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Instead of putting heavy dirt on the roof why not put 4" of foam insulation over the roof and down the sides? That should give the same effect of keeping the frost at bay.
 
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Discussion Starter #11 (Edited)
Fishhead and doc- your comments got me brainstorming this evening. I got this idea to put a gable roof over the cellar roof (kind of like a second roof). The gable roof sits on the ground around and not on the walls of the cellar. Fill the space between the two roofs with insulation and possibly turn the top into a sort of living roof with a much thinner layer of dirt. This way snow cannot weigh down the cellar roof because the weight is on the ground around the outside of the cellar and rain will run off the roof also. Then hopefully the space with insulation under the roof can protect from freeze. Any thoughts?
 

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As long as you build it strong enough it should work. A domed concrete roof would work but I wouldn't know how to safely design one of those.
 
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Rule of thumb: 1 cu ft of water saturated soil weighs 20 lb----a 10x10 roof with 3.5 ft of wet soil on top would need to support 7000 lb (!!)
There's a typo with the math. A cubic foot of water has 7.48 gallons and water weighs 8.33 lbs per gallon. That's 62 lbs. Soil is much heavier than water so it's got to be more than 62 lbs.
 

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I think we will give your ideas a try. Dig lower with the post hole digger and see what we find. We do have very well draining soil on our property. Super55 -So would you say if we pass another clay layer (we have had clay patches rather than layers. Otherwise a lot of sand) it may dry up, have better drainage and we could put in the footer?
My husband says he wants to put 3.5 feet of dirt on top of the finished cellar to bring the freeze line (3ft 6”) up and prevent freezing in the cellar. I’m concerned whether the roof can handle it. He says he wants to brace the ceiling and put in extra wood support..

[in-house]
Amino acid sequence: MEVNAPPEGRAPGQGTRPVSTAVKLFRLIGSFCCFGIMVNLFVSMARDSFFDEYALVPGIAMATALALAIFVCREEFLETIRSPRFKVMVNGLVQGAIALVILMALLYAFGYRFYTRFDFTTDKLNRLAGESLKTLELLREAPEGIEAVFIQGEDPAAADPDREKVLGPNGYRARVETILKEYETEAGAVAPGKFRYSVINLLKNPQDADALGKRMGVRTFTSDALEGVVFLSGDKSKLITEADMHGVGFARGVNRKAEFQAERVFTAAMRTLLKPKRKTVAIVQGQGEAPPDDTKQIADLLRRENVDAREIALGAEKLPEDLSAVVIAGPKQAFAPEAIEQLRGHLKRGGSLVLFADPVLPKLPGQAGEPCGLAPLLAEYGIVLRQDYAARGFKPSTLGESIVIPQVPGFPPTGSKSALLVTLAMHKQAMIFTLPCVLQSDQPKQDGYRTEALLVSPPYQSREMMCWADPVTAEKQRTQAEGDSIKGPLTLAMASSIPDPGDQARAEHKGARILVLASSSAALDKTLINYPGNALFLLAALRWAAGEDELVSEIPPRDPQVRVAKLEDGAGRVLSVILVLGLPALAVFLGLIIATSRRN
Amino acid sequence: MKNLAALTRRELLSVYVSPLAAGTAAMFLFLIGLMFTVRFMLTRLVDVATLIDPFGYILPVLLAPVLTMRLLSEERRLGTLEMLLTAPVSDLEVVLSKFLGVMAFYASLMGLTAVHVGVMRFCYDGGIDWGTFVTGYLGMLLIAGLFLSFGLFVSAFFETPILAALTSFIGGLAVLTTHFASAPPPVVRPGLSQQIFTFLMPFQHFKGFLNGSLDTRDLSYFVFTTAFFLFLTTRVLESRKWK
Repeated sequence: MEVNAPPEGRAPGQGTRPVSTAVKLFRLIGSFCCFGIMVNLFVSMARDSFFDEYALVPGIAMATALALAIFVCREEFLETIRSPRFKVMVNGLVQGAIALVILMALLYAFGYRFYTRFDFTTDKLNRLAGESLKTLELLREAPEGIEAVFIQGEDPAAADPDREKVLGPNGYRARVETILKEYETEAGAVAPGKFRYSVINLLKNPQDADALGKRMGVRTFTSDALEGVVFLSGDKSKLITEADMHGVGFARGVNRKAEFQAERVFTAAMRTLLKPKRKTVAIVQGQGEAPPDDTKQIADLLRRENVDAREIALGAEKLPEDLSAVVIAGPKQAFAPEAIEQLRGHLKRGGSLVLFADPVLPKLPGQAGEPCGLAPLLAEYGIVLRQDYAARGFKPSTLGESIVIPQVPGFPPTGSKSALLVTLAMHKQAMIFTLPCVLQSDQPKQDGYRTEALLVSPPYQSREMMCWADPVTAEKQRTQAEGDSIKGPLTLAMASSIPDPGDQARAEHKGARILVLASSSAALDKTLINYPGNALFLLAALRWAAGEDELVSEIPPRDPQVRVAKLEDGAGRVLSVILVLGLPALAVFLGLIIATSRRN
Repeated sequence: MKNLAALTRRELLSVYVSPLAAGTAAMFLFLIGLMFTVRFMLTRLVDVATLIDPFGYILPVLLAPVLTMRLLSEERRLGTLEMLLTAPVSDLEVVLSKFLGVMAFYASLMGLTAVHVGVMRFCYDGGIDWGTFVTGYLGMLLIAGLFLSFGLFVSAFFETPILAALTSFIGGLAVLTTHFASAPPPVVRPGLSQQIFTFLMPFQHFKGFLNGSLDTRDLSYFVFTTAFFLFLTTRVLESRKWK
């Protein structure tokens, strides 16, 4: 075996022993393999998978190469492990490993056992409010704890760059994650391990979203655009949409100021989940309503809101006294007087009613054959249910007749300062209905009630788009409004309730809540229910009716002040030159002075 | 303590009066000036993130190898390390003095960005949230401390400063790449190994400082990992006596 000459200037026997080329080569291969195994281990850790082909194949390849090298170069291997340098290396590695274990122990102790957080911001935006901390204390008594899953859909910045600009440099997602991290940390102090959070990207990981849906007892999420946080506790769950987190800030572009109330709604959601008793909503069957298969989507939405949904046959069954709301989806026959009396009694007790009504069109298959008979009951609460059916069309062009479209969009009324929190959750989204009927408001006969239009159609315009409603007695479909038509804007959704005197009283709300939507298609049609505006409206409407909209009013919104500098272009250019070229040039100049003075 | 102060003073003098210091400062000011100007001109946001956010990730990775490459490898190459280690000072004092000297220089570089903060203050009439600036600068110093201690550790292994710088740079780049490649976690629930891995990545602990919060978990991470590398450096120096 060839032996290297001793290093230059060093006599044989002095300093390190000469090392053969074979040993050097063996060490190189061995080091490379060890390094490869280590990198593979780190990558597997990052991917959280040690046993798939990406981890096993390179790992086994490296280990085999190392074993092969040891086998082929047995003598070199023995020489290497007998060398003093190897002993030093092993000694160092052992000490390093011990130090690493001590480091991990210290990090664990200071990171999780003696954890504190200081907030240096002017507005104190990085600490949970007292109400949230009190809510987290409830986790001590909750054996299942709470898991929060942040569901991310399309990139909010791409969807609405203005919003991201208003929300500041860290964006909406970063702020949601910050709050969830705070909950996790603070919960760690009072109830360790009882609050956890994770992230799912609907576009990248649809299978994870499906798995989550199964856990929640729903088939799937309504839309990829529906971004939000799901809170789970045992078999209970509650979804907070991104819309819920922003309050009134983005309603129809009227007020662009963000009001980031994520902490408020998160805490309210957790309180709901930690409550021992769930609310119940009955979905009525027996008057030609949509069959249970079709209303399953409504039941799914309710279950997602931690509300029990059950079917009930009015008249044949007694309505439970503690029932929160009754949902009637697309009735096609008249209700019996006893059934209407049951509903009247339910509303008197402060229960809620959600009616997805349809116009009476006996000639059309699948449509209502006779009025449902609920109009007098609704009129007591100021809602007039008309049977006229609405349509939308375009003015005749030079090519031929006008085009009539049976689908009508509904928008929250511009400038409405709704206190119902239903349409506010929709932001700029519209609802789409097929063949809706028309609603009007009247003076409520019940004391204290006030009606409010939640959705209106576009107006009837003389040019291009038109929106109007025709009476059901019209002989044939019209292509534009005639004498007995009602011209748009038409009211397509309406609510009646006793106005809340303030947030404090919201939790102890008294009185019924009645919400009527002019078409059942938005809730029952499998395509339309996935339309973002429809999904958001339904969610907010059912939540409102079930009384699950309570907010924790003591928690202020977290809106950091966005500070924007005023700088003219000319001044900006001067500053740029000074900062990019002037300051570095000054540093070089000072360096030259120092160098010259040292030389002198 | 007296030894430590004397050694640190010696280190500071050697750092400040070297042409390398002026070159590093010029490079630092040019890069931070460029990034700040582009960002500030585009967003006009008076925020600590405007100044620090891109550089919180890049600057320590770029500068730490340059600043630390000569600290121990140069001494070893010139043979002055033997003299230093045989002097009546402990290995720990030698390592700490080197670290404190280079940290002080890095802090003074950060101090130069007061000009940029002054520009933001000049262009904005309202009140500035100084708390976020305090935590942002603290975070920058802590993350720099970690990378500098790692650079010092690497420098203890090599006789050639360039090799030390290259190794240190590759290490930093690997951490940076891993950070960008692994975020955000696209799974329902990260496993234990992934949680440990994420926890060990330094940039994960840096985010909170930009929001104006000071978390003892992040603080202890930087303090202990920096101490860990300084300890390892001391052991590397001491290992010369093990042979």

If the cellar is ten feet wide or less, use 2x8s with a 12 inch center. In a hay barn this type roof will hold thirty tons of hay. Should be plenty strong enough for your roof.
 

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Some types of insulation absorbs water and has little value. Be sure to use closed cell foam insulation or install the insulation so it will stay dry. Keep in mind water will actually move up hill a bit. (Capillary action)
 

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Discussion Starter #16
If the cellar is ten feet wide or less, use 2x8s with a 12 inch center. In a hay barn this type roof will hold thirty tons of hay. Should be plenty strong enough for your roof.
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89804
Our cellar will be 8x12 ft and these photos show how the cellar is to look and a bit of how the roof will be constructed.
We dug deeper and found water pooling at 64 inches. It is a dry summer so water will be higher in spring. I think we will put a french drain to a 5 gallon bucket which can be removed to be emptied (whether that’s a good idea or not remains to be found out). That way we don’t have to run electricity out to it.
 

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View attachment 89803
View attachment 89804 Our cellar will be 8x12 ft and these photos show how the cellar is to look and a bit of how the roof will be constructed.